4. Graphical Abstract
    5. News
    6. Concept
    7. Communications
    8. Full Papers
    9. Preview
    1. Sensors

      Hydroxydialkylamino Cruciforms: Amphoteric Materials with Unique Photophysical Properties (pages 3112–3119)

      Dr. Psaras L. McGrier, Dr. Kyril M. Solntsev, Dr. Anthony J. Zucchero, Oscar R. Miranda, Prof. Vincent M. Rotello, Prof. Laren M. Tolbert and Prof. Uwe H. F. Bunz

      Article first published online: 21 FEB 2011 | DOI: 10.1002/chem.201002865

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      “X” marks the spot! The synthesis of two cruciform (XF) compounds that show significant changes in their absorption and emission on exposure to trifluroacetic acid, tetrabutylammonium hydroxide, and metal triflates is reported. The XF compound with hydroxyl groups on the styryl axis displays changes in emission color upon exposure to ten amines in eight different solvents.

    2. Crystal Engineering

      Coupled Crystallographic Order–Disorder and Spin State in a Bistable Molecule: Multiple Transition Dynamics (pages 3120–3127)

      Gavin A. Craig, Dr. José Sánchez Costa, Dr. Olivier Roubeau, Dr. Simon J. Teat and Dr. Guillem Aromí

      Article first published online: 15 FEB 2011 | DOI: 10.1002/chem.201003197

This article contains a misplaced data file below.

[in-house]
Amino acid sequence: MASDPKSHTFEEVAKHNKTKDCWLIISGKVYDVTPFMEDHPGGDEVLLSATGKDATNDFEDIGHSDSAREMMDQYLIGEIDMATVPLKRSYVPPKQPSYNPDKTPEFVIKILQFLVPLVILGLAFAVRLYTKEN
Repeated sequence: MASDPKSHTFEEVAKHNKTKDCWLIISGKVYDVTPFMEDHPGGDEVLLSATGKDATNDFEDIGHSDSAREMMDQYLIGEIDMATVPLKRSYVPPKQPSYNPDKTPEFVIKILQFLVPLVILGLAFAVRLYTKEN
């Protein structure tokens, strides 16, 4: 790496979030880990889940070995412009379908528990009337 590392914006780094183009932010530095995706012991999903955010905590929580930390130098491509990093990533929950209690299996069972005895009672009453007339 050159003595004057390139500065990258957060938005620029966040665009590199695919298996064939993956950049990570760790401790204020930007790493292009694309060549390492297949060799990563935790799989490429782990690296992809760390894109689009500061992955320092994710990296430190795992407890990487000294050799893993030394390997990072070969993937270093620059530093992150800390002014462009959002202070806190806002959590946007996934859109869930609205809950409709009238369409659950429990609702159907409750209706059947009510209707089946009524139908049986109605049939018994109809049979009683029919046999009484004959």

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      All is in order when the spin is low: A spin-crossover FeII complex with a bispyrazolylpyridine ligand incorporating lateral phenol groups exhibits a large, unsymmetrical bistable domain that correlates with crystallographic ordering (see figure) and propagates through an intricate network of intermolecular interactions.

    3. Cluster Compounds

      LiB12PC, the First Boron-Rich Metal Boride with Phosphorus—Synthesis, Crystal Structure, Hardness, Spectroscopic Investigations (pages 3128–3135)

      Dr. Natascha Vojteer, Dipl.-Chem. Vanessa Sagawe, Julia Stauffer, Dr. Melanie Schroeder and Prof. Dr. Harald Hillebrecht

      Article first published online: 9 FEB 2011 | DOI: 10.1002/chem.201002968

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      Strike it rich! Single crystals of three different forms of the first boron-rich boride phosphide carbide were obtained from metallic flux. The differences result from the P/C ratio. Electron-precise LiB12PC (see figure) is colourless, excess of P results in red LiB12P1.13C0.87 and excess of C in brown LiB12P0.89C1.11.

    4. Macrocycles